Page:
Another project in the lab focuses on the biophysics regulating how membrane proteins interact with each other. Computation is helping them understand the general physical principles that govern the stability of these membrane proteins and how they recognize each other. With this information, they hope to be able to design new proteins with precise control of their structure and function.
“The use of computational techniques is very powerful and saves a lot of time,” says Samantha Anderson, another IPiB student in the Senes Lab. “In addition to structural modeling, there are also other bioinformatics and biostatistics techniques that can be applied. With them, I am able to cull a lot of data and compare thousands upon millions of sequences when doing so manually would be nearly impossible.”
Condon and Anderson both add that before coming to graduate school they didn’t know how to code, but were able to learn on their own from reading books on coding and taking some computer science classes on campus. They say IPiB gave them the flexibility to pick up these new skills.
“One of my favorite parts of learning how to program was looking at the physical code and then treating it like a puzzle and figuring out where things went wrong to make it work,” Anderson says. “It’s fun because it’s a logic puzzle. A lot of people think computation and coding are very abstract but they are actually tangible things you can see and work with concretely, which makes them really rewarding.”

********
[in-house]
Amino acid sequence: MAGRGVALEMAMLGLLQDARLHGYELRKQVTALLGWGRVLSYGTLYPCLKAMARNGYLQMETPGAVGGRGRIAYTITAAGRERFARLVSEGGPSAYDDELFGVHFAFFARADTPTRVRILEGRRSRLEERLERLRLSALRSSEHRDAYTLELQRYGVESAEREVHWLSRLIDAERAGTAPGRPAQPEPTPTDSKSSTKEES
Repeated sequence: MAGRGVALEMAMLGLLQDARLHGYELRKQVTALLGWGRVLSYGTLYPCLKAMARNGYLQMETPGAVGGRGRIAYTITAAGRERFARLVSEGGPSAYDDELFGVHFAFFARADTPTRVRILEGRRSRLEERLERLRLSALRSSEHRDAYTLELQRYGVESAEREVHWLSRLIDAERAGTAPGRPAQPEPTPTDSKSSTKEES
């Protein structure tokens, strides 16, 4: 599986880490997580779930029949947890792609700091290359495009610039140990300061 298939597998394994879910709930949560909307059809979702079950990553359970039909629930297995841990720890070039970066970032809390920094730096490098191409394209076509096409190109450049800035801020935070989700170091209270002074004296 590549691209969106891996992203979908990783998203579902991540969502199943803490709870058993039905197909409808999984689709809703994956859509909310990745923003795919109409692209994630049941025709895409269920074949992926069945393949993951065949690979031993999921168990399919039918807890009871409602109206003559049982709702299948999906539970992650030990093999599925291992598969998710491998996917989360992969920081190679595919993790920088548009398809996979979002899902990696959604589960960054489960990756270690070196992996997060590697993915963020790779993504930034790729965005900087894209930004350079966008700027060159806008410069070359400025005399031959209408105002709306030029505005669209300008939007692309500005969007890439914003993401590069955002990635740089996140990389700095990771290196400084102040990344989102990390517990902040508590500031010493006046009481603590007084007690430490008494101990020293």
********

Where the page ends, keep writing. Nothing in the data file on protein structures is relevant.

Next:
Computation Is for Biochemistry What Pandora Is for Music
Many often hear of algorithms when talking about social media platforms like Facebook or music streaming services like Pandora. These function by learning from the user what they want to see or listen to and tailoring what is presented. A lot of computational work in biochemistry functions in the same way.
Mark Politz, a postdoc in the Romero Lab, constructs a microfluidic
plate to carry out high-throughput experiments. Photo by Robin
“It’s actually really similar,” Romero says. “You have to teach the machine what is good and bad so you can make a prediction or design. We look at a sequence and know there are some parts that work poorly for what we want — we give those a thumbs down — and others that maybe produce something we are interested in — those we might give a thumbs up. The computer can then slowly learn what makes a good sequence good and a bad sequence bad. The examples allow the computer to extrapolate what makes a really good sequence and deliver that to us.”